Share This Page

Calif. hiker lost for days released from hospital

| Sunday, April 7, 2013, 7:54 p.m.

MISSION VIEJO, Calif. — One of two Southern California teens lost for several days in a rugged mountain wilderness was released on Sunday from a hospital since being treated for dehydration and minor injuries.

Nicolas Cendoya said he hallucinated but never gave up hope that he would be rescued during his ordeal that began with a planned short day hike on Easter with a friend.

While wandering in chest-high brush, Cendoya reflected on what he considered recent selfish behaviors, like focusing too much on himself and not enough on his family.

“So that's why when all this happened; I didn't cry, I didn't fear it. I just embraced everything. I said, ‘This is what I deserve,' ” Cendoya said outside Orange County's Mission Hospital. “I just knew I would get through it. I knew this wasn't my time to die. I knew that I needed this, to become the person that I'm supposed to be.”

The 19-year-old's comments were broadcast by KNX Radio.

Cendoya was found late Wednesday when spotted by hikers in Cleveland National Forest. He was airlifted to the hospital in serious but stable condition. On Friday, the hospital released a photo a smiling Cendoya pointing his thumb up.

His friend, 18-year-old Kyndall Jack, was discovered on Thursday clinging to a rocky outcropping no bigger than a yoga mat on a near-vertical slope. She was being treated in University of California, Irvine Medical Center for dehydration and hypothermia.

The two had gone missing on Easter, when they called 911 to report they were lost and out of water after wandering off Holy Jim Trail during what they expected would be an easy day hike.

The popular trail is in the Cleveland National Forest, where the dangers of 720 square miles of rugged mountain wilderness run smack up against the planned communities and shopping malls of suburban southeast Orange County.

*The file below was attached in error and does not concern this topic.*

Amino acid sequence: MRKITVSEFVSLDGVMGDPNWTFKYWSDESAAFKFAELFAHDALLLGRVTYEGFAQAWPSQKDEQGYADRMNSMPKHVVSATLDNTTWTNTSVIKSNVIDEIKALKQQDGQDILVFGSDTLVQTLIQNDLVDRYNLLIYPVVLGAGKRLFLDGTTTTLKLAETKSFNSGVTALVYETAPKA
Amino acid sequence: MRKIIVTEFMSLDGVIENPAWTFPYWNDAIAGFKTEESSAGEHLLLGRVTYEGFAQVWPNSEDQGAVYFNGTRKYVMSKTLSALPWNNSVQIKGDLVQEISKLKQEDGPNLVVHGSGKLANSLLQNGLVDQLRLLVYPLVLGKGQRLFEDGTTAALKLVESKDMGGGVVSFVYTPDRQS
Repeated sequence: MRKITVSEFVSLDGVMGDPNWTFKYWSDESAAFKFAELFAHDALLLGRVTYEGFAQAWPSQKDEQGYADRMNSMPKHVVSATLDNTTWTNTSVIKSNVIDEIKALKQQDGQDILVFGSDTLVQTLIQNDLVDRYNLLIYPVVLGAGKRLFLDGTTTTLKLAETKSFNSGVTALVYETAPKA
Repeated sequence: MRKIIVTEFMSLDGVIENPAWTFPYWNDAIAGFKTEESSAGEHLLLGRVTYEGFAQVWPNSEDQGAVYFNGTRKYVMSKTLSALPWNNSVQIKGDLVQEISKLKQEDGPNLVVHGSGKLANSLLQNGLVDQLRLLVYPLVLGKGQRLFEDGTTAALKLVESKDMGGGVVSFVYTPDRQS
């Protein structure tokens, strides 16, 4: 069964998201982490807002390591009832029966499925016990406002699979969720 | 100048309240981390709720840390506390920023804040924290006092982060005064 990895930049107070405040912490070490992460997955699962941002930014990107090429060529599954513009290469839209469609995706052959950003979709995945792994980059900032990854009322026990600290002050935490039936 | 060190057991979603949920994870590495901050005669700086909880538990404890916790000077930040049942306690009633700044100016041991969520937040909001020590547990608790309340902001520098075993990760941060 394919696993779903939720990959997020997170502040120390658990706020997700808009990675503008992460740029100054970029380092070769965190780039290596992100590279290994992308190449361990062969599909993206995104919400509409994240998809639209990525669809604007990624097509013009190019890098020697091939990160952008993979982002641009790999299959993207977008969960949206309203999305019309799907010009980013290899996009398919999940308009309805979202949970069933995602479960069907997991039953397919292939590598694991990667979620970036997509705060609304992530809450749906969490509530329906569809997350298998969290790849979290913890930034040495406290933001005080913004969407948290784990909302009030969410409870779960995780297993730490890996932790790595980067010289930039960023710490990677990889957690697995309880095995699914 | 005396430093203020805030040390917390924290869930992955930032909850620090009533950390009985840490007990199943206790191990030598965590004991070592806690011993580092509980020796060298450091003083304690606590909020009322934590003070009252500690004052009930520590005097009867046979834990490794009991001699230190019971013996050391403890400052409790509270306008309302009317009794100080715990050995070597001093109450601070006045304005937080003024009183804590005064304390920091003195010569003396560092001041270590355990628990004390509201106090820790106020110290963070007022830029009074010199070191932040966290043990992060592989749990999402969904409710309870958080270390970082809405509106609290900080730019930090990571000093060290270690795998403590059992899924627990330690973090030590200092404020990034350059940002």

A reserve deputy who slipped and fell 10 feet, hitting his chest on a rock before falling another 50 feet and hitting his head, was listed in serious condition, The Orange County Register reported Friday. A San Bernardino County Sheriff's search and rescue coordinator said the deputy suffered cuts to his head, a punctured lung and broken ribs.

TribLIVE commenting policy

You are solely responsible for your comments and by using TribLive.com you agree to our Terms of Service.

We moderate comments. Our goal is to provide substantive commentary for a general readership. By screening submissions, we provide a space where readers can share intelligent and informed commentary that enhances the quality of our news and information.

While most comments will be posted if they are on-topic and not abusive, moderating decisions are subjective. We will make them as carefully and consistently as we can. Because of the volume of reader comments, we cannot review individual moderation decisions with readers.

We value thoughtful comments representing a range of views that make their point quickly and politely. We make an effort to protect discussions from repeated comments either by the same reader or different readers

We follow the same standards for taste as the daily newspaper. A few things we won't tolerate: personal attacks, obscenity, vulgarity, profanity (including expletives and letters followed by dashes), commercial promotion, impersonations, incoherence, proselytizing and SHOUTING. Don't include URLs to Web sites.

We do not edit comments. They are either approved or deleted. We reserve the right to edit a comment that is quoted or excerpted in an article. In this case, we may fix spelling and punctuation.

We welcome strong opinions and criticism of our work, but we don't want comments to become bogged down with discussions of our policies and we will moderate accordingly.

We appreciate it when readers and people quoted in articles or blog posts point out errors of fact or emphasis and will investigate all assertions. But these suggestions should be sent via e-mail. To avoid distracting other readers, we won't publish comments that suggest a correction. Instead, corrections will be made in a blog post or in an article.